- The Washington Times - Wednesday, September 11, 2002

NEW YORK For all that will be going on around New York today, Mike Mussina knows the events that take place at Yankee Stadium tonight will carry special significance.

"We've had a pretty big role in all of this process," the New York Yankees right-hander said of the city's recovery from the terrorist attacks a year ago today. "We've played a lot of baseball in a year, and I know people have had a lot of thoughts, both positive and negative. This is an important day, and the organization is going to have the perfect ceremonies. It will be remembered."

Baseball stadiums around the country will commemorate the anniversary today with a moment of silence at 9:11 p.m., followed by a video presentation honoring those who died at the World Trade Center, the Pentagon and in Somerset County, Pa. But most eyes will be focused on Yankee Stadium, where an elaborate pregame ceremony is planned before the Yankees and Baltimore Orioles take the field.

Among the scheduled tributes are the dedication of a plaque in Yankee Stadium's fabled Monument Park paying tribute to both the victims and heroes of September 11, the presentation of an American flag recovered from the World Trade Center and a fly-over by four U.S. Navy F-18 Hornets just returned from combat operations in Afghanistan.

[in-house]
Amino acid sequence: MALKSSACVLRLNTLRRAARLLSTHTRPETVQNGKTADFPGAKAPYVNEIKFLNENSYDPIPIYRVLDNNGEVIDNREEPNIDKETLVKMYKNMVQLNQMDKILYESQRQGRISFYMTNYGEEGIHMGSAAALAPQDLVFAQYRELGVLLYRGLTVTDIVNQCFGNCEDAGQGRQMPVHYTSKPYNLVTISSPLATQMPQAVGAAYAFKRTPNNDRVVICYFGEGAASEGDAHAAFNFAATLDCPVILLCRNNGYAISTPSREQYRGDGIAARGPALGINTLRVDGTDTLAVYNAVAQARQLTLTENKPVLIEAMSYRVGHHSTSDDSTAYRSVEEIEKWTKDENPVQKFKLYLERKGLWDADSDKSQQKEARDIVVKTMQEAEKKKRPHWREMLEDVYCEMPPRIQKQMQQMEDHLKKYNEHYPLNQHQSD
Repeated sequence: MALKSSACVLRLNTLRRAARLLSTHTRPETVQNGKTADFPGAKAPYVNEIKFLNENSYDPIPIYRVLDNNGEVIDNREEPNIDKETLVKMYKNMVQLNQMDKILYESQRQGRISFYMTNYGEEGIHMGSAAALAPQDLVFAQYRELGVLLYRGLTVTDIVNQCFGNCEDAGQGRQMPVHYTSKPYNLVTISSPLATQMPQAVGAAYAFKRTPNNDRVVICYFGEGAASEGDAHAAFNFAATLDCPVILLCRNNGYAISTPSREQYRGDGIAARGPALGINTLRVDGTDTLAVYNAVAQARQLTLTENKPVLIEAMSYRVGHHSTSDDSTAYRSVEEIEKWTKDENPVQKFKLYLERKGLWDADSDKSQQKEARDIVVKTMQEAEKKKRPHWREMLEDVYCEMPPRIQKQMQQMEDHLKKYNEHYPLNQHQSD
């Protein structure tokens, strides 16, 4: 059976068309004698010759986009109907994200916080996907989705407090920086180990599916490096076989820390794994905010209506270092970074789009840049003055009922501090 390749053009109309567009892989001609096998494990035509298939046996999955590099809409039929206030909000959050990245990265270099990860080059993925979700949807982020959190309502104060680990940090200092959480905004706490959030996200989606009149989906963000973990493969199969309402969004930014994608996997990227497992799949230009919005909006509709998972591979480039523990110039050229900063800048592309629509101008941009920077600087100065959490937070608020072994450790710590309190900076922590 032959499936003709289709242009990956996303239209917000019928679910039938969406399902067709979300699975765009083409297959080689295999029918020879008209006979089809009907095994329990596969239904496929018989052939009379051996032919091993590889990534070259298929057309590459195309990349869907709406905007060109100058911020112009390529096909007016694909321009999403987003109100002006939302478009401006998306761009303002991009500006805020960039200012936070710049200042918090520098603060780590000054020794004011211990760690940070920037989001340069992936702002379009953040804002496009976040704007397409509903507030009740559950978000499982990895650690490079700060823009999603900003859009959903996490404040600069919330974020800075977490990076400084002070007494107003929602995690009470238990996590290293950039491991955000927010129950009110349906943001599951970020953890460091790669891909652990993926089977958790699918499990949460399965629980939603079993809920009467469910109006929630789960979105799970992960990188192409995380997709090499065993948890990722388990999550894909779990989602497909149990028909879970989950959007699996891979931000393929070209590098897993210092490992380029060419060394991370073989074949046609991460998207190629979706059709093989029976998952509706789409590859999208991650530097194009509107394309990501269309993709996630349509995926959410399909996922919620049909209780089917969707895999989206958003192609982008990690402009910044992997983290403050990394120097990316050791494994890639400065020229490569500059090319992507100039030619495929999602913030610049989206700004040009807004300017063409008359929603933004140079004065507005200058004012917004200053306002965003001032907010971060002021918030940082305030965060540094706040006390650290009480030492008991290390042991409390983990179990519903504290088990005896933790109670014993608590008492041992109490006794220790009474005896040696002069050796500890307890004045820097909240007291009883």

"I'm sure it's going to be pretty emotional [tonight]," New York manager Joe Torre said. "But we need to get through it, and we need to continue doing what we do."

Indeed, perhaps the most notable event scheduled tonight is the ballgame itself. As the Yankees proved down the stretch and during the postseason last year, the simple act of playing baseball has a way of lifting people's spirits more than any choreographed ceremony.

"I think we realized what a big part of people's lives we play," Torre said. "We didn't know that at the time, because baseball was just a game and so unimportant compared to with what life was dealing everybody. To know that we were responsible for trying to distract people from the misery and the sadness it was a responsibility we felt and we continue to feel. And now I think we take the field with a little different meaning every day."

By mere chance of scheduling, the Orioles are in town this week for a four-game series. The opportunity to share the spotlight with the Yankees and help contribute to the night's overall theme is one they have been looking forward to for some time.

"We saw it on the schedule a few months ago, and we knew it was going to be an emotional time," outfielder Jay Gibbons said. "I'm proud to be part of it. I think we've been looking forward to this."

In an unusual twist, both starting pitchers for tonight's game are from foreign countries: the Yankees' Orlando Hernandez (Cuba) and Orioles rookie John Stephens (Australia). The non-American matchup, however, underscores how the effects of last September's events spread far beyond domestic borders.

"It scared the hell out of me," Orioles manager Mike Hargrove said of the initial attack on the World Trade Center. "It scared me for my family. It scared me for our country. It scared me for the people immediately involved. I probably had the same reaction as everybody else did uncertainty that turned into pride after it all started settling down."

And in its own way, baseball has played an important role in fostering that newfound sense of national pride.

"Events like that, they always remind us that there are other things going on besides baseball," Mussina said. "For a few minutes, you remember that we're just playing baseball and there are other things going on out there that are drastically more important."

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